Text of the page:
“These are moves that don’t necessarily make the stock go up,” says Peters. “This pattern has been getting better in the tech sector in terms of dividends, but there’s still a big gap between what these companies could pay and what they are actually paying.”
Overall, dividend payout ratios are increasing across industries. FactSet reports that the S&P 500′s aggregate dividend payout ratio has risen for six consecutive quarters.
Pam Kessler, chief financial officer of LTC Properties in Westlake Village, Calif., explains that the company seeks to maintain an average dividend payout ratio of approximately 80% of funds available for distribution. The free cash flow the business retains is typically used to acquire or develop new properties or pay down debt.
Kessler believes that average dividend payout ratio of 80% is conservative enough to provide retained cash flow to meet debt maturities and make investments while still providing shareholders with an attractive dividend. That dividend has had a compounded average growth rate of 11.4% over the past decade, she points out.
“Although we do not set our dividend payout rate based on our peer group, we note that among healthcare REITs, we have one of the more conservative average payout ratios,” says Kessler. “This fits our corporate culture of conservative investment strategies and low-leverage philosophy. We are consistently conservative across all facets of our business from investing, to dividend payout, to balance sheet management.”
According to John Chandler, chief financial officer of Magellan Midstream Partners (MMP) in Tulsa, Okla., the company considers the current operating environment and multi-year outlook when setting its distribution growth targets. As a publicly traded partnership, Magellan Midstream pays out a significant portion of its distributable cash flow to investors each year.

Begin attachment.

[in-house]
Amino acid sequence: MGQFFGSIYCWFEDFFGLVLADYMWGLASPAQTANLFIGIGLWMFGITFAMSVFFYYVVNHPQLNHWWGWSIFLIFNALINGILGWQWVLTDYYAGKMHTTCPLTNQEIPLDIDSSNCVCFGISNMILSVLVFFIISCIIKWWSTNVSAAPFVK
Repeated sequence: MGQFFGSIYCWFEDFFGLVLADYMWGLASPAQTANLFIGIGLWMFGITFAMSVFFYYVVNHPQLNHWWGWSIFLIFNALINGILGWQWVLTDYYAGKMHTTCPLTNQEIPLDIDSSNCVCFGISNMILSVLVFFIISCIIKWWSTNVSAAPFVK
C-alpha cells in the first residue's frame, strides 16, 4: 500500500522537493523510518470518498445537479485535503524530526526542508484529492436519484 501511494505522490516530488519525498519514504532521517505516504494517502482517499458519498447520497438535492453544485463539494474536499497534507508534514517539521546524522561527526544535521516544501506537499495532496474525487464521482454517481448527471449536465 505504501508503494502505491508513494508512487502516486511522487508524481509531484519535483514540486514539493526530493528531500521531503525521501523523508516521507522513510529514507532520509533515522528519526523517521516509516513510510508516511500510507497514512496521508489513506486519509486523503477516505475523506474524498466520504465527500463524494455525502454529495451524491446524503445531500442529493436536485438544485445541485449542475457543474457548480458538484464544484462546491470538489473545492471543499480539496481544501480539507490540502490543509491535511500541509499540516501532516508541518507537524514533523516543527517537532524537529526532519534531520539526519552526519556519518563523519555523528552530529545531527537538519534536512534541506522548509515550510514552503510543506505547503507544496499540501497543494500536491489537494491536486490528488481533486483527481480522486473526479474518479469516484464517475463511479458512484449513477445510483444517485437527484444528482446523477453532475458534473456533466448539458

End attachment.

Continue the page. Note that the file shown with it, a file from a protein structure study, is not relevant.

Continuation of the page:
“Based on the current environment, we consider the amount of excess cash that we feel is prudent to retain at the time to ensure the growth is sustainable for several years based on what we see ahead, allowing us to grow in a disciplined manner,” says Chandler.
“This approach has worked well for us, and we have successfully grown our annual cash distribution to investors by a 12% compound annual growth rate since our initial public offering in 2001,” he adds. “Our stated goal is to grow cash distributions by 16% for 2013 and 15% for 2014.”
CMS Energy and Questar also work to provide competitive payout levels. Webb reports that CMS Energy’s current dividend payout ratio is 62%, which is the average of its industry peers. The company projects its future payout ratio to be in the range of 60-70% with dividend increases of 5-7% annually, in line with EPS growth, he says.
Questar targets a dividend payout ratio of 60%, a level that Ivins says allows the company to be competitive with peers and realize a dividend yield over 3%. “We certainly pay attention to what our peers are doing, but it is just one factor in determining our payout ratio,” he notes. “We also focus on the 40% retention ratio, which allows us to internally fund projects providing future cash flow and earnings growth.”